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Public Radio's Environmental News Magazine (follow us on Google News)

Hog Waste

Air Date: Week of

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CURWOOD: This is Living on Earth. I'm Steve Curwood. If you ate bacon this morning, chances are it came from a pig who was raised on a giant factory farm. Such farms can put out as much waste as a small city, but pig farms usually don't have sewage systems. Instead it gets dumped into open air waste lagoons and sprayed on fields. The stench makes life miserable for folks who live near big hog farms, and overflows pollute waterways. Recently a coalition of attorneys launched a major class action suit in North Carolina against the nation's largest hog corporation, Smithfield Foods. Leda Hartman reports.

HARTMAN: One day last summer 68-year-old Charlotte Savage stepped outdoors to hang her laundry and the stench from the big hog farm next door nearly knocked her down. She says she had to call her granddaughter to help her back in the house.

C. SAVAGE: I don't know if anything else smells like it. It's just a stinking rotten smell. The buzzards even come to it.

HARTMAN: Charlotte Savage says it's like this whenever her neighbors spray the liquid from the farm's hog waste lagoon onto the field across the road from her house. Browns of Carolina, a Smithfield subsidiary, opened the farm in 1994. Mrs. Savage says the smell sometimes makes her family prisoners in their own home, a modest ranch house in the southeastern part of North Carolina. And her 72-year-old husband Julian says the bad air has left him short of breath to the point where he can't work outdoors.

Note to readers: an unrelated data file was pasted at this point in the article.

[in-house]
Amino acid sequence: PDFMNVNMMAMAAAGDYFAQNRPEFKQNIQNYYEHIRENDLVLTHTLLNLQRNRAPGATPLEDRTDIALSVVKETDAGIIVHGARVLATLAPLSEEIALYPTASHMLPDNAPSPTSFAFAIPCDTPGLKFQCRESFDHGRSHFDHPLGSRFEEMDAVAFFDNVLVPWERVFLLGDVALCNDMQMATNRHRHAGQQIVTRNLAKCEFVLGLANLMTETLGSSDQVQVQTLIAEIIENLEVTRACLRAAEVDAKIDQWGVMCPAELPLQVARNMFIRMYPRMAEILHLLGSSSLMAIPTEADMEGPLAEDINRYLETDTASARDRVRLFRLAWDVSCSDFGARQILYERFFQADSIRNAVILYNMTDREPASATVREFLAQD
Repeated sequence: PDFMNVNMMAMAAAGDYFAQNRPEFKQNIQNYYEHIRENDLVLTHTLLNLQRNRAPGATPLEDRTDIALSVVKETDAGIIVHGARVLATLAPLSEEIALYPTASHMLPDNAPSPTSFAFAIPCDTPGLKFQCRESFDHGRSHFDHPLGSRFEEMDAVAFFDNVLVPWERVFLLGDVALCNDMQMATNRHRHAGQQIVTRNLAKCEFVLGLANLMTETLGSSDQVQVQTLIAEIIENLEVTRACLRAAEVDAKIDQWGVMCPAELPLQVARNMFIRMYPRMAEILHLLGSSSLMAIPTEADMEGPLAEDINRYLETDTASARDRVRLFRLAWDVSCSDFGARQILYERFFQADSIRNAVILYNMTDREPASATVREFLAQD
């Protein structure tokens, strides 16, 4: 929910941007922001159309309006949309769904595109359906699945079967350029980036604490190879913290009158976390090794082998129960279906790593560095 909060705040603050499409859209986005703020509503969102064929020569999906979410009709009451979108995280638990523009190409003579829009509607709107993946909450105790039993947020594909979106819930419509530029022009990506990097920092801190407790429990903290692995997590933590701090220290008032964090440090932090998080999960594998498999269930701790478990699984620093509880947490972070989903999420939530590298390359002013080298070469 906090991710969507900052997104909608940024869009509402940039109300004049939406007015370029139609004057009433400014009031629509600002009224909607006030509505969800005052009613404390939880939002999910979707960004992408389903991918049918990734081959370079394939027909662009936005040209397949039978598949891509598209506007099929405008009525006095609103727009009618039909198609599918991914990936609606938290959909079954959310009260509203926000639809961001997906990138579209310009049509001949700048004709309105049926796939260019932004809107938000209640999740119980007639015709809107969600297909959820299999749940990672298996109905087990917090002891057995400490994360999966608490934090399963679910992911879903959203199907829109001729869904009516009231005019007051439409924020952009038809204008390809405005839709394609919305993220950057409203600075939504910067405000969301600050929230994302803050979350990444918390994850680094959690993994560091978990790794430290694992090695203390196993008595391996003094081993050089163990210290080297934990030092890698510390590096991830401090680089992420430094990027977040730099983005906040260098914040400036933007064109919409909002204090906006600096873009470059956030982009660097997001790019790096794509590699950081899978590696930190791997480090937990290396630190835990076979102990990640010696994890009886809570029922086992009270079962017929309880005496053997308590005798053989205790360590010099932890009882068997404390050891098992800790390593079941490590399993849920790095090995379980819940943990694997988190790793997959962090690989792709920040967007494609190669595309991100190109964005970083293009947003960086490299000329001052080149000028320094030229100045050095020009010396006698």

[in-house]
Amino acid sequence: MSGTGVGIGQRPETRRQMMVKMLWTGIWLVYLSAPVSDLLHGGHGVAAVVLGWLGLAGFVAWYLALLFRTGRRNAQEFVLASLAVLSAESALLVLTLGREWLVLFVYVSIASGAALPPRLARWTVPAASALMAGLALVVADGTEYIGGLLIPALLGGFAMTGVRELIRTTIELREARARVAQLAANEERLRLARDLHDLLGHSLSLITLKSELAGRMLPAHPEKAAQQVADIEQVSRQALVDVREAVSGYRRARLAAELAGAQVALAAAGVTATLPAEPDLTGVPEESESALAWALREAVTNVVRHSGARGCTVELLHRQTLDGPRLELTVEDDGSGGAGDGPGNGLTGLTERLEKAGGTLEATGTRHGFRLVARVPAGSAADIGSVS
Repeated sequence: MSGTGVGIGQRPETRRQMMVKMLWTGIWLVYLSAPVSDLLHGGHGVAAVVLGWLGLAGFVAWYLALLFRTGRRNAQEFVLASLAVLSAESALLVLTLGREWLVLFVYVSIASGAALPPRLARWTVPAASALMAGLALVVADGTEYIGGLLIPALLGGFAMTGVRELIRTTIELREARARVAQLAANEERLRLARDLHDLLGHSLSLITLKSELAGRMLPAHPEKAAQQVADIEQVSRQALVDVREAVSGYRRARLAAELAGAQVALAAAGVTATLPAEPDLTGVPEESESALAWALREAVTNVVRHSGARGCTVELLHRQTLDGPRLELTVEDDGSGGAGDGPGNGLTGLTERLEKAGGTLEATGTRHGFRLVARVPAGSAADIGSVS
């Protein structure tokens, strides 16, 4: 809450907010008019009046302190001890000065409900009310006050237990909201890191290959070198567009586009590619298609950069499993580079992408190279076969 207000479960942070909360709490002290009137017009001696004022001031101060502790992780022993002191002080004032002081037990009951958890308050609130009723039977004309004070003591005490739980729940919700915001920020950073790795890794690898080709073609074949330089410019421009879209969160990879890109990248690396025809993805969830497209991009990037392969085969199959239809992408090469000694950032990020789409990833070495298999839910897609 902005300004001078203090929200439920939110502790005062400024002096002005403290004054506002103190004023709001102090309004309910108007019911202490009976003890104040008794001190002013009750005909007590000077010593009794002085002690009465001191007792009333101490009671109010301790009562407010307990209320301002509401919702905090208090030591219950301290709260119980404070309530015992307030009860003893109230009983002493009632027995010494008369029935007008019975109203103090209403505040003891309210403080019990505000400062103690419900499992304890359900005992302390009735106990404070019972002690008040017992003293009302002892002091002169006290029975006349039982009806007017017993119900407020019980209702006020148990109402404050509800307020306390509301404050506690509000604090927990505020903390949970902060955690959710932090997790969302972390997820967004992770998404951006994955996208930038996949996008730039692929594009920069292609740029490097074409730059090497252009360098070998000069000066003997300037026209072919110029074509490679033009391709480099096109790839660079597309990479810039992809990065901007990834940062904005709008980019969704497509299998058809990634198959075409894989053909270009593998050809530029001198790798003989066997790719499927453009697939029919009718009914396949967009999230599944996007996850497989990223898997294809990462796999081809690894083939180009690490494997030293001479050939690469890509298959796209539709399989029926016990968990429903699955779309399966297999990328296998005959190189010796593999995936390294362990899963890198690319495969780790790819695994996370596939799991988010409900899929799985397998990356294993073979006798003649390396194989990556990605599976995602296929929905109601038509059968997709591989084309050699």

J. SAVAGE: See all them buildings that fell down? I can't get up there and tend to them no more.

HARTMAN: Julian Savage stands near the remains of what used to be his hog farm. The three decaying wooden outbuildings with their rusting tin roofs contrast sharply with the ten large metal hog houses in the next field over. So does his way of farming. In his day Julian Savage raised about 300 pigs twice a year. Next door, they raise 30,000 pigs three times a year.

J. SAVAGE: We had them out on the open ground. Of course, we had a place up yonder could feed them, but they could go and come.

HARTMAN: And the waste?

J. SAVAGE: The waste stayed out there in the field. It didn't come down this road and it didn't go to the Cape Fear River.

HARTMAN: When the Savages found out about the class action lawsuit filed by the Water Keepers Alliance, they added their names as plaintiffs. The Savages, the Water Keepers Alliance, and other plaintiffs are being represented by a legal team that includes Doug Abrams, a Raleigh lawyer. The lawsuit filed in state superior court charges Smithfield with being a public nuisance. Not only do the waste lagoons stink and pollute the waterways, the plaintiffs argue, they also carry airborne pathogens that can make people sick. Abrams says the lawsuit is based on the notion of common-law, going back to Colonial times.

ABRAMS: And there was this concept that you had the right to do anything you wanted to on your property as long as you didn't harm somebody else. You have to have air to breathe. You have to have water to drink. And you can't ruin somebody else's property or laws with what you do on your own property.

HARTMAN: The plaintiffs want to make Smithfield do two things. First, to replace the lagoons with a more environmentally sound waste disposal method, and second, to pay for cleaning up eastern North Carolina's rivers. That could cost more than $15 billion, Abrams says. And the North Carolina suit is just one of several that are in the works against Smithfield and other corporate hog producers in other states. This national campaign is a watershed event. In the past, an environmental group would file suit against a single corporate hog farm, but the group wouldn't have the resources to sustain that fight.

PAPANTONIO: First of all, for every one lawyer we could hire, they could hire 20.

HARTMAN: That's Michael Papantonio , another lawyer on the legal team suing Smithfield.

PAPANTONIO: That's not the case any more, ladies and gentlemen. For every one dollar we would spend, they would spend 100. That is not the case any more if you are in the hog industry listening to what I have to say. (Applause)